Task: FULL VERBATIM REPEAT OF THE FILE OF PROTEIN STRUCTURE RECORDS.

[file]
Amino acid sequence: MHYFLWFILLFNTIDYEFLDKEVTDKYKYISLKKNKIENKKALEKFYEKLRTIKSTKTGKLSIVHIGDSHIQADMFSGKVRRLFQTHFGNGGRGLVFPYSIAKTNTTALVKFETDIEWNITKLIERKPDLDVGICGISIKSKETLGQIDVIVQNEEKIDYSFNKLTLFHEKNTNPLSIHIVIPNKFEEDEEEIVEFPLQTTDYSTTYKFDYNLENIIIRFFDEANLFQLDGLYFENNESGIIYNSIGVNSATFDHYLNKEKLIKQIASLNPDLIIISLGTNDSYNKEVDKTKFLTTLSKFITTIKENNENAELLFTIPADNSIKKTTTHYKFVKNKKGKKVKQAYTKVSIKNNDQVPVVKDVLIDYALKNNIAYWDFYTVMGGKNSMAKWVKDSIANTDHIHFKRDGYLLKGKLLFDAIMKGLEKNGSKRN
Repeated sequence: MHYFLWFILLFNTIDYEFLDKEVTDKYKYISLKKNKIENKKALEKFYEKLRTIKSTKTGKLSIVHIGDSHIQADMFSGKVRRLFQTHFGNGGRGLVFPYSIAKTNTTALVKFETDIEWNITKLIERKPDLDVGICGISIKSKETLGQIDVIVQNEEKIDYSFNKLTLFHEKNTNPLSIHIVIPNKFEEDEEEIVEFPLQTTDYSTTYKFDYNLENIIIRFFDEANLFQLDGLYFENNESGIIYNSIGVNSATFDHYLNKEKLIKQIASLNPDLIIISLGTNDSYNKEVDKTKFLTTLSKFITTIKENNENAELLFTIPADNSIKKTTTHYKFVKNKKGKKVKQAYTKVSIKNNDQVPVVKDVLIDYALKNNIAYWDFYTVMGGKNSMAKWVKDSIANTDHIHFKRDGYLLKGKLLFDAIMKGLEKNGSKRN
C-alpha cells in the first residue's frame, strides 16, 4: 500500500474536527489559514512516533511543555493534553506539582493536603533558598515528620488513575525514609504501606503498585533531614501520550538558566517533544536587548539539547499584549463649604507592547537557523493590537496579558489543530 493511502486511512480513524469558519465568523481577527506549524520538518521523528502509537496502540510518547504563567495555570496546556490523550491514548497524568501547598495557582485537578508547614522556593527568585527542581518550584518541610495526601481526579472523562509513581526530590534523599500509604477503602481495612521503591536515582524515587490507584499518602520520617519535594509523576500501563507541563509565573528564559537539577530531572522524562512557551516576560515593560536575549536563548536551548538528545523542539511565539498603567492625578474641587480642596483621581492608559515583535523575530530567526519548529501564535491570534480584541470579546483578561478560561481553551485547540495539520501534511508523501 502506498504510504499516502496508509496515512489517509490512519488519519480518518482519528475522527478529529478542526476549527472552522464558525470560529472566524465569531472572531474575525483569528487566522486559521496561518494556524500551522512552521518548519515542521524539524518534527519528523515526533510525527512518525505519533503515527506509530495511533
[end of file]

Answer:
Amino acid sequence: MHYFLWFILLFNTIDYEFLDKEVTDKYKYISLKKNKIENKKALEKFYEKLRTIKSTKTGKLSIVHIGDSHIQADMFSGKVRRLFQTHFGNGGRGLVFPYSIAKTNTTALVKFETDIEWNITKLIERKPDLDVGICGISIKSKETLGQIDVIVQNEEKIDYSFNKLTLFHEKNTNPLSIHIVIPNKFEEDEEEIVEFPLQTTDYSTTYKFDYNLENIIIRFFDEANLFQLDGLYFENNESGIIYNSIGVNSATFDHYLNKEKLIKQIASLNPDLIIISLGTNDSYNKEVDKTKFLTTLSKFITTIKENNENAELLFTIPADNSIKKTTTHYKFVKNKKGKKVKQAYTKVSIKNNDQVPVVKDVLIDYALKNNIAYWDFYTVMGGKNSMAKWVKDSIANTDHIHFKRDGYLLKGKLLFDAIMKGLEKNGSKRN
Repeated sequence: MHYFLWFILLFNTIDYEFLDKEVTDKYKYISLKKNKIENKKALEKFYEKLRTIKSTKTGKLSIVHIGDSHIQADMFSGKVRRLFQTHFGNGGRGLVFPYSIAKTNTTALVKFETDIEWNITKLIERKPDLDVGICGISIKSKETLGQIDVIVQNEEKIDYSFNKLTLFHEKNTNPLSIHIVIPNKFEEDEEEIVEFPLQTTDYSTTYKFDYNLENIIIRFFDEANLFQLDGLYFENNESGIIYNSIGVNSATFDHYLNKEKLIKQIASLNPDLIIISLGTNDSYNKEVDKTKFLTTLSKFITTIKENNENAELLFTIPADNSIKKTTTHYKFVKNKKGKKVKQAYTKVSIKNNDQVPVVKDVLIDYALKNNIAYWDFYTVMGGKNSMAKWVKDSIANTDHIHFKRDGYLLKGKLLFDAIMKGLEKNGSKRN
C-alpha cells in the first residue's frame, strides 16, 4: 500500500474536527489559514512516533511543555493534553506539582493536603533558598515528620488513575525514609504501606503498585533531614501520550538558566517533544536587548539539547499584549463649604507592547537557523493590537496579558489543530 493511502486511512480513524469558519465568523481577527506549524520538518521523528502509537496502540510518547504563567495555570496546556490523550491514548497524568501547598495557582485537578508547614522556593527568585527542581518550584518541610495526601481526579472523562509513581526530590534523599500509604477503602481495612521503591536515582524515587490507584499518602520520617519535594509523576500501563507541563509565573528564559537539577530531572522524562512557551516576560515593560536575549536563548536551548538528545523542539511565539498603567492625578474641587480642596483621581492608559515583535523575530530567526519548529501564535491570534480584541470579546483578561478560561481553551485547540495539520501534511508523501 502506498504510504499516502496508509496515512489517509490512519488519519480518518482519528475522527478529529478542526476549527472552522464558525470560529472566524465569531472572531474575525483569528487566522486559521496561518494556524500551522512552521518548519515542521524539524518534527519528523515526533510525527512518525505519533503515527506509530495511533